I don’t know about you, but I am tired. Between COVID fatigue, political fatigue, protest fatigue, anger fatigue, and just plain getting-older fatigue, I am exhausted. And probably a little depressed too. I am in need of healing.
Music has always seemed to have a way of healing my spirit, of lifting me up when I am down, of getting through my shell in ways that words alone do not. For that reason, I have learned to stop and listen when song lyrics keep running through my mind. The past several days, one line has kept repeating itself: “Let all contention cease.” (I wonder why!) I couldn’t put the notes to the words, though, so I could not figure out where the words were from. Thankfully, Google can do what my memory struggles to do most days. The line is from one of the verses of Where Charity and Love Prevail. The whole verse goes like this:
“Let strife among us be unknown,
let all contention cease;
Be God’s the glory that we seek,
be ours God’s holy peace.”
Wow! Wouldn’t that be wonderful right about now!
Another line that has frequently come to mind is, “Let there be peace on earth, and let it begin with me.” I know well where that line comes from. Let There Be Peace on Earth was my class song for eighth grade graduation some five decades ago.
Back then, as a naïve and innocent teenager, I truly thought it was that easy: sing a song, say a prayer, and peace would happen. In the five decades since, our world has not experienced peace for even one day. There has always been an armed conflict going on somewhere. Our nation seems to grow less peaceful with each passing day. In these days of chaos, peace seems like an impossible dream. Yet how can we survive without at least some hope that peace is possible?
The answer is there in those lyrics. “Let peace begin with me.” “Be God’s the glory that (I) seek.” Healing and peace must start within me, but it can’t be about just me. Despite my struggles with the chaos around me, I had to start somewhere. It seemed like the first step to healing me and the world around me was to begin planting seeds of peace within myself. Some suggestions I found are:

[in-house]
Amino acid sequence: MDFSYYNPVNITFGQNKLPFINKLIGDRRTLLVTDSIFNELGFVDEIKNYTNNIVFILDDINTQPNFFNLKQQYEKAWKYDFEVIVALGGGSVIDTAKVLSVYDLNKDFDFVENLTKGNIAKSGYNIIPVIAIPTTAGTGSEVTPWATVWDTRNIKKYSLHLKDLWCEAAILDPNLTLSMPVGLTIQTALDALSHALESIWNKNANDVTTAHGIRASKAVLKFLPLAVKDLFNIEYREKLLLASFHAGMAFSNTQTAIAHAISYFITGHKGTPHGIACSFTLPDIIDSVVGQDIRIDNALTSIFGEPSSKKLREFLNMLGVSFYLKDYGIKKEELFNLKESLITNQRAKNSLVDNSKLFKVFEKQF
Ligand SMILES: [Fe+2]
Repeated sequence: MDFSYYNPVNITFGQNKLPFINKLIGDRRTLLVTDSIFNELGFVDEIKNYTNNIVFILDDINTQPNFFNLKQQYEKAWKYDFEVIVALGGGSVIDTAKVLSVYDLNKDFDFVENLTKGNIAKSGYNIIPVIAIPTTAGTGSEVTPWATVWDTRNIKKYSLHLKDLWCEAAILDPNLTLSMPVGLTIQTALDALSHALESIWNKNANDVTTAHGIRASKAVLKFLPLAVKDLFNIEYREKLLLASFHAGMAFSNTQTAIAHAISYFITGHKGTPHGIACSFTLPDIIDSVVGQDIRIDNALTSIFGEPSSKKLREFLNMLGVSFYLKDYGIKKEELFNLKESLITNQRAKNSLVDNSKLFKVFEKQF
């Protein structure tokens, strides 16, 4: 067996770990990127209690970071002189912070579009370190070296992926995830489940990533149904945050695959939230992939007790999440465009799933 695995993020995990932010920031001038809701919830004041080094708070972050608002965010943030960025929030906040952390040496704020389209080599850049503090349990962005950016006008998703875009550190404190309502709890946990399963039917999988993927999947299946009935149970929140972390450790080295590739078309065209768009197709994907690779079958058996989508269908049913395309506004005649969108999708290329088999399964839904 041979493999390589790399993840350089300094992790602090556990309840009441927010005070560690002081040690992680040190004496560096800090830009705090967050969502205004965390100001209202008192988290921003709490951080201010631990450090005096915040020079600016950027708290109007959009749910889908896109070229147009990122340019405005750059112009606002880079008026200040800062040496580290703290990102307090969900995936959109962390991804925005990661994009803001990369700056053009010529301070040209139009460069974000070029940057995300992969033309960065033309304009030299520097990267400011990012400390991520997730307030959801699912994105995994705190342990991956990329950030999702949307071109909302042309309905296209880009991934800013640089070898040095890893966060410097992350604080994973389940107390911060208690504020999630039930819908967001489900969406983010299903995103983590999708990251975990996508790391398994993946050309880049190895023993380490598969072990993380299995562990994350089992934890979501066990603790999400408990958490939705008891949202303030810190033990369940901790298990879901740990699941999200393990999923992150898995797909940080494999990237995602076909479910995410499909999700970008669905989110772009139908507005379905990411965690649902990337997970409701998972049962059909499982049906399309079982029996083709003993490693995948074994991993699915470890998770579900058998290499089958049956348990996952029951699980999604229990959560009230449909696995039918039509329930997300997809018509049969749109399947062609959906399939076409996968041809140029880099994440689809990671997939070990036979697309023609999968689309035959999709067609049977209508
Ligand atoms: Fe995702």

– Focus my attention on those things I can control and accept that I cannot change others. (Much easier said than done!)
– Spend time in nature. Nature is conducive to relaxation and the exercise helps, too.
– Live a life that’s true to my values.
– Try to make healthy food choices and minimize or avoid junk food. (That’s a hard one, too!)
– Take the focus off of myself and do something kind for someone else.
– Spend time in silence, meditating or just intentionally placing myself in God’s presence.
The suggestion to take the focus off myself led me to think about the next step: how could I help heal the world around me and plant seeds of healing and peace “out there”? It was not hard to find inspiration in stories of people who are doing something to try to bring healing and peace:
– A college sophomore, homeless himself only a year ago, walked more than 500 miles from his hometown in Caroline County, Virginia, to his college in Massachusetts in an effort to recognize an estimated 500,000 Americans affected by homelessness. Along with his journey, he started a GoFundMe page that has since raised more than $100,000 for The National Alliance to End Homelessness.
– The Democratic and Republican gubernatorial candidates from Utah joined together to create a series of political ads calling for civility in politics. Even though they disagree on policy issues, they agreed to debate the issues with mutual respect instead of name-calling, personal insults and character attacks.
– A young man of Middle-Eastern descent created interfaith foods that observe the strict dietary laws of both Muslims and Jews, and made them more accessible, in the hope that food can serve as a medium for cultivating peace and building greater cultural awareness and understanding.
– A 13 year-old from Seattle has been helping his community since he was 6. This year alone, he has donated thousands of masks, meals, items of clothing, hand sanitizers and other equipment to help the homeless community in Seattle stay safe during this pandemic.
Ordinary people like these give me hope. To me, these people and so many more like them are planting seeds of healing and seeds of peace. Could Jews and Muslims sharing a meal heal two families of faith and bring peace to the Middle East? Could two men in Utah help heal our nation and change the future of politics in America? Could a college student and a 13 year old on opposite coasts end homelessness? Ultimately, the answer is up to us.
Seeds take time to grow, and seeds need to be nurtured. We have to start by planting seeds of healing and peace within ourselves. We can nurture seeds of healing and peace many others have planted by supporting their efforts. We can also do what other healers and peacemakers have done: plant seeds of healing and peace where we live or work. We only have to choose to reach outside ourselves, outside our comfort zone, and do something kind for another person. Maybe, like the examples above, we can do something good for someone we don’t even know, someone we have never met and may never meet. Maybe that dream of peace is not so impossible after all.
What seeds of healing and seeds of peace will you plant or nurture today?
– Marge Lindell